Note… this post has now been bettered by THIS ONE

At search engine strategies, Avinash Kaushik talked in part about just how difficult it was for the human mind to interpret row after row of spreadsheet data and looked at some other ways to view referring keywords. It occurred to me that when it comes to back-link anchor text, there is a similar challenge and opportunity to better understand – and visualize – back-link anchor text. Let’s take Ebay.com for example:

Wordle: Backlionk Anchor Text of Ebay.com

This is a great idea. Before, we had lots of key phrases, many with overlapping words. When you are trying to see what a search algorithm might think of the backlinks, visualizing them in this way can help. The cloud above is for a root domain which is especially broad in nature. So we see the Ebay brand, of course, but the keywords soon spread into a long tail. But what about an inner page from Ebay? Let’s look at the backlinks visually to an internal page – their Collector cars page:

Wordle: Ebay's Collector Cars backlink anchor text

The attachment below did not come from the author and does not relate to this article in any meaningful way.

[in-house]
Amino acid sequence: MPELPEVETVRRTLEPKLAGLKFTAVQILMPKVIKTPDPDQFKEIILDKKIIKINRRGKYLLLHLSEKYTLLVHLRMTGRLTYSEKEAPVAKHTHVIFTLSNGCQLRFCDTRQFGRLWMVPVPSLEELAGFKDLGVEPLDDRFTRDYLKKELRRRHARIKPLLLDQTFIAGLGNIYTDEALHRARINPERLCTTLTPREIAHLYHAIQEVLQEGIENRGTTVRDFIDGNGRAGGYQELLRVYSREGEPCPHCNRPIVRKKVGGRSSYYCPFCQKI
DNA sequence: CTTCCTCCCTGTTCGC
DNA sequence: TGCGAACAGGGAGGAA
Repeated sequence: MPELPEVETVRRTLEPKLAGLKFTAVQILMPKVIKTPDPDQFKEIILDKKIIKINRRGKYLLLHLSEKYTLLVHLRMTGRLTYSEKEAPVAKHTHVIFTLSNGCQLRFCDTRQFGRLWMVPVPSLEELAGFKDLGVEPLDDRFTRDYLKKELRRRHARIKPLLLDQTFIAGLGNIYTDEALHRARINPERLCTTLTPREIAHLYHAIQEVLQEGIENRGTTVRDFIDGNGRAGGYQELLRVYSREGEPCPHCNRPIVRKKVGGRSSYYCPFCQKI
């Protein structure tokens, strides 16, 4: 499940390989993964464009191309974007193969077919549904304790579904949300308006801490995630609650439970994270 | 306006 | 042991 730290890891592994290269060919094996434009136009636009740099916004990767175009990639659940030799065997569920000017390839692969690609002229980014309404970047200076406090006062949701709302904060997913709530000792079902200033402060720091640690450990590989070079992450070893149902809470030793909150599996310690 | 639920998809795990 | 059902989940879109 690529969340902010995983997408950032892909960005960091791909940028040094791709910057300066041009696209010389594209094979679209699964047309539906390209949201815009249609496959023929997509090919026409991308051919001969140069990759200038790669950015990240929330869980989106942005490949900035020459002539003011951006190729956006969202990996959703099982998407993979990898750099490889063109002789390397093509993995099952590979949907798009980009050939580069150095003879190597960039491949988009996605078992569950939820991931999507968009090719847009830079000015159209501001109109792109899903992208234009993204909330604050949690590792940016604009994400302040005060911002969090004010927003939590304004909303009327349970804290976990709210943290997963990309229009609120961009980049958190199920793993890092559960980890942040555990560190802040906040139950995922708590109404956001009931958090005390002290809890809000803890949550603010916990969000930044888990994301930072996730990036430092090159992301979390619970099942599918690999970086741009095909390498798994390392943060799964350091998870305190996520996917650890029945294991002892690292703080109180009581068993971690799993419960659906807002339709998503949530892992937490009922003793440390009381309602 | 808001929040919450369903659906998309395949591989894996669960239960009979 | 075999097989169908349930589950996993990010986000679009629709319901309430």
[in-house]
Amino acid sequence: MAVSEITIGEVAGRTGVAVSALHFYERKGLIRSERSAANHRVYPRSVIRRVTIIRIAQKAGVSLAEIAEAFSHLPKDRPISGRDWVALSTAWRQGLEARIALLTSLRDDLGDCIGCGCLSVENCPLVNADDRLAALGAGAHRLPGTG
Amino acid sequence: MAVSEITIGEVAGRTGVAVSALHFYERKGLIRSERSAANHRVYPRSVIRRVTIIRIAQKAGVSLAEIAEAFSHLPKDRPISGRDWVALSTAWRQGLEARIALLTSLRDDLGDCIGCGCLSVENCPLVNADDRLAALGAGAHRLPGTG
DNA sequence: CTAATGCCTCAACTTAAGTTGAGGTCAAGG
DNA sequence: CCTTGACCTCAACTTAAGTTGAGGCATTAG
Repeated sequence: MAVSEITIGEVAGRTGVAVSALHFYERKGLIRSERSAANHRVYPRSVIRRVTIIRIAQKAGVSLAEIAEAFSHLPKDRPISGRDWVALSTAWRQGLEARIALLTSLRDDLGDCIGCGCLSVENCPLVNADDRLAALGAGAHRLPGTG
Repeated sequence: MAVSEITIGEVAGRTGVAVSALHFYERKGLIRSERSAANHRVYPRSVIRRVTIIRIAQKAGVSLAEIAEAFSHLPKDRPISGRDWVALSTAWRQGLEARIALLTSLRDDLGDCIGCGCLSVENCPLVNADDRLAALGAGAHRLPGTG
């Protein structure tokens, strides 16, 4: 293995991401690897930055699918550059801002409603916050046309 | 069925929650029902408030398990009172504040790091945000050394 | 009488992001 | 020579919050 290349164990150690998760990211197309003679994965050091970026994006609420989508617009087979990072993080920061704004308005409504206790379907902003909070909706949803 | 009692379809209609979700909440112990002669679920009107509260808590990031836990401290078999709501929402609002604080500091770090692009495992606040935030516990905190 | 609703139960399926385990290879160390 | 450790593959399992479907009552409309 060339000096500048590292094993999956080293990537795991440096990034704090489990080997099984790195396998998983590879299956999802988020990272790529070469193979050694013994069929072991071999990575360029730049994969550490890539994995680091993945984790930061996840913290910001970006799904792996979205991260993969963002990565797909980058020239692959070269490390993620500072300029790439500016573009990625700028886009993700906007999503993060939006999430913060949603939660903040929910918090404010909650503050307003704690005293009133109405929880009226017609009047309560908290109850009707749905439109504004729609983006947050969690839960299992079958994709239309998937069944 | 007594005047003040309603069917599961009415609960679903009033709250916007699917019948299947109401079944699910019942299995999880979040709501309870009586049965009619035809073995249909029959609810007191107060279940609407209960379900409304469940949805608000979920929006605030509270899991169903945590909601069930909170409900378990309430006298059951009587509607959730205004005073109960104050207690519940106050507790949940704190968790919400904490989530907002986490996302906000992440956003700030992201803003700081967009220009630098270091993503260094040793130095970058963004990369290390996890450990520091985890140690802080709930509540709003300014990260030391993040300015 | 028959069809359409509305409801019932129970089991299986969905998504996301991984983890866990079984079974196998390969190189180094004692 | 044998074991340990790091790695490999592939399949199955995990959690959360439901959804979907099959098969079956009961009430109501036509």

Here there is much more targeting and a much smaller long tail. You can see straight away what the page would be ranked for if your favourite search engine relied solely on link data.

Unfortunately for Ebay, They do NOT appear in the top 30 for “collector car enthusiasts”. Do you think they might be duplicating a bit too much?

Check out the Titles:
http://hub.motors.ebay.com/collector_car and

http://pages.motors.ebay.com/browse/collector.html

Exactly the same!

Comments

  • Colin Alsheimer

    Interesting idea. I think this might help link builders (and SEO folk) better understand what their link graph looks like. Since it’s important to get anchor text links for your target keywords, as well variations of your target keywords, a technique like this could go a long way towards helping you see where you’re succeeding, or where your campaigns might need some work.

    February 19, 2010 at 5:38 pm
  • Erika

    I really liked this tip from Avinash – great application of it! Would also be interesting if the size of the text could come from perceived trust of the link and then compare against the volume version…

    February 19, 2010 at 5:41 pm
  • Dixon

    Warning… Wordle breaks when you add too many phrases! Do I have done a much more comprehensive post with another option at http://blog.majesticseo.com/general/visualizing-anchor-text-case-study/

    March 31, 2010 at 4:03 pm

Comments are closed.